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Competitive Intelligence: How to Get an Edge Over Your Competitors and Earn Investor Trust to Win the Product Development Race

On April 19, 2022, experts from Halloran’s Strategy and Program Leadership team (Anmol Grover, Associate Principal Consultant, and Erika Dahl, Lead Consultant) co-moderated a panel on Maximizing Insights to Inform Your Winning Strategy & Improve Investor Relations” to talk through how competitive intelligence can help biopharma product developers get an edge over their competitors to make winning decisions. They partnered with Chris Krueger, CBO of Ventyx Biosciences, Dr. Daniel Corey, Founder & CSO of CERo Therapeutics, and Sarah Boyce, President & CEO of Avidity Biosciences.

One of the panelists said it best: “competitive intelligence is a no-brainer. Even if you’re in a space that’s untouched, this discipline shows you what else is going on from a scientific and environmental perspective.” We couldn’t agree more, especially because of the unprecedented success, advancement, and investment in biotech research and development. As a result, competition is as fierce as it has ever been.

Competitive intelligence is a continuous process that occurs throughout early and late-stage development and encompasses the entire development lifecycle. How to leverage all this information is a major component of competitive intelligence. In this article, we will share a few insights from the event to highlight how companies are using competitive intelligence to design smart clinical trials, differentiate their therapy, and maximize their relationships with their investors.

Competitive Intelligence Sources and How They Should be Maximized

Competitive intelligence is composed of one-third primary research and two-thirds secondary research. To clarify, primary research is information gathered through self-conducted research methods, while secondary research is information gathered from previously conducted studies.

These methods include a mixture of researching press releases, navigating company websites, literature reviews, engaging Key Opinion Leaders (KOLs), searching proprietary databases, and leveraging internal team members’ expertise (i.e., CSO or CMO). Some of the panelists also stated that “you can gain a lot of competitive intelligence insights by speaking to the community, networking at events, and by subscribing to databases and newsletters.”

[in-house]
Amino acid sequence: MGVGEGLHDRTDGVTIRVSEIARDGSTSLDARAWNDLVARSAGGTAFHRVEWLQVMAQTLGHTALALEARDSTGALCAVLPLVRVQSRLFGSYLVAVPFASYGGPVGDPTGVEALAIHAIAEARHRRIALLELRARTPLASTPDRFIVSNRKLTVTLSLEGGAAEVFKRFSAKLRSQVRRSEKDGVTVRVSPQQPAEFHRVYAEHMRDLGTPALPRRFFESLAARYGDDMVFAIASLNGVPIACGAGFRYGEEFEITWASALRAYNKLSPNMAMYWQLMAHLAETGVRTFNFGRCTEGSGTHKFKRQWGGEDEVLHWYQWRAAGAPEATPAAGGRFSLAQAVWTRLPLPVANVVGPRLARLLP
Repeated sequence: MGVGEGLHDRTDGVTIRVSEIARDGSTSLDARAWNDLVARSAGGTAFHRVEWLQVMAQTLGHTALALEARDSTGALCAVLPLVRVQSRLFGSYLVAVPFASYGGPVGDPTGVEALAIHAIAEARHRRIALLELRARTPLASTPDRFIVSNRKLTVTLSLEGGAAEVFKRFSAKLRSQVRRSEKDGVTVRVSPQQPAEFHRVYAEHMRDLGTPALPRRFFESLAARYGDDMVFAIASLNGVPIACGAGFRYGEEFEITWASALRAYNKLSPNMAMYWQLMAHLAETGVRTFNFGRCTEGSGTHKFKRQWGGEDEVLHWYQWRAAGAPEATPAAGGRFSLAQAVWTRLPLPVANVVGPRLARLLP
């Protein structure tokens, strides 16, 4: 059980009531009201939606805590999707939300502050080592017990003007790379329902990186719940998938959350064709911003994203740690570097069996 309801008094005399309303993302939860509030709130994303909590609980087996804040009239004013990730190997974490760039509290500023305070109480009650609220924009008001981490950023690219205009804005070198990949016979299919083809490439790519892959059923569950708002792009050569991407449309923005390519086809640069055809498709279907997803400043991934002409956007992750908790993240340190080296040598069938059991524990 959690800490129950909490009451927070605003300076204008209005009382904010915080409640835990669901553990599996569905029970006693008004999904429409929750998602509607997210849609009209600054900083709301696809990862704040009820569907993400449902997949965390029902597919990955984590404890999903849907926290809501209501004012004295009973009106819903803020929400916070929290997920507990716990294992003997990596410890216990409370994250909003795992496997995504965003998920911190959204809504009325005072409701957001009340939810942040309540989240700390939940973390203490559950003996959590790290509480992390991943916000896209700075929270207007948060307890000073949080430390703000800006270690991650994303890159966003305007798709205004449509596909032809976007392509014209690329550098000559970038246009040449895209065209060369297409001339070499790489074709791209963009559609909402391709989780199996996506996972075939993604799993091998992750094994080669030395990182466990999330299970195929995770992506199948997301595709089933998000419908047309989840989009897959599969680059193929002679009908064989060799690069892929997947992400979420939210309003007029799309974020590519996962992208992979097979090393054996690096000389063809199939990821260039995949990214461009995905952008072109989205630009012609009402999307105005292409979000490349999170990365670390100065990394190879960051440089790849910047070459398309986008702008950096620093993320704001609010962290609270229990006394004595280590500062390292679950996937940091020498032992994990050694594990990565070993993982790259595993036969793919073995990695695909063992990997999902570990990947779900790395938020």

How Competitive Intelligence Shapes Development Strategies

Panelists shared the following ways in which they use competitive intelligence to shape their development strategies:

  1. Enables an evaluation of commercial opportunities that meet a high bar by allowing them to look at other compounds ahead of their compounds to see the strengths and weakness of those compounds. Ultimately, this allows companies to differentiate themselves from the current compounds. One of the panelists stated that they “specifically look at the compounds ahead of them, so that they aren’t just another ‘me too’ but that their product is meaningfully different.”
  2. The diligence aspect helps them to understand what’s going on from a policy perspective, regulatory perspective, etc. and helps them to gather scientific and environmental intelligence.
  3. Specifically in cell therapy, it helps them understand the experience of consortia and/or investigators with dosing cell therapy and allows them to see what potential paths or sites are available. The panelist who spoke on this point stated that “if there are potential signatures, it is important to look for the potentially available data, since there is such a bottleneck of getting therapies in the cell therapy space; more often than not, things haven’t worked and there is information that needs to be gleaned.”

Using Competitive Intelligence to Manage Investors

One of the panelists stated, “when you have good partnerships with your investors, you need to be informed – you have to be informed!” Using competitive intelligence allows companies to be informed and helps to manage investors’ expectations and reservations about a product.

Competitive intelligence helps companies understand how their compound compares to others and will allow deep insight into indications that are unmet, high risk, etc. Ultimately, companies have multiple ways of approaching the insight and using this information to maximize their relationship with their investors and deepen trust. Competitive intelligence also helps a company to be well prepared with investor conversations, assuage investors’ concerns, and aide investors in helping and guiding a company to be successful. 


There is no shortage of competitive intelligence sources and the opportunities to maximize this insight to make winning decisions and better their investor relationships are strong. It will be up to the company to assess all the information that’s available in order to glean insights and make strategic decisions, and though not a simple task, it’s a necessary one for success. If your organization is beginning this process, we hope these examples provide ways in which your team can get started with competitive intelligence or refine their processes.


If you have any questions about this content or want to further this conversation, please be in contact with our team.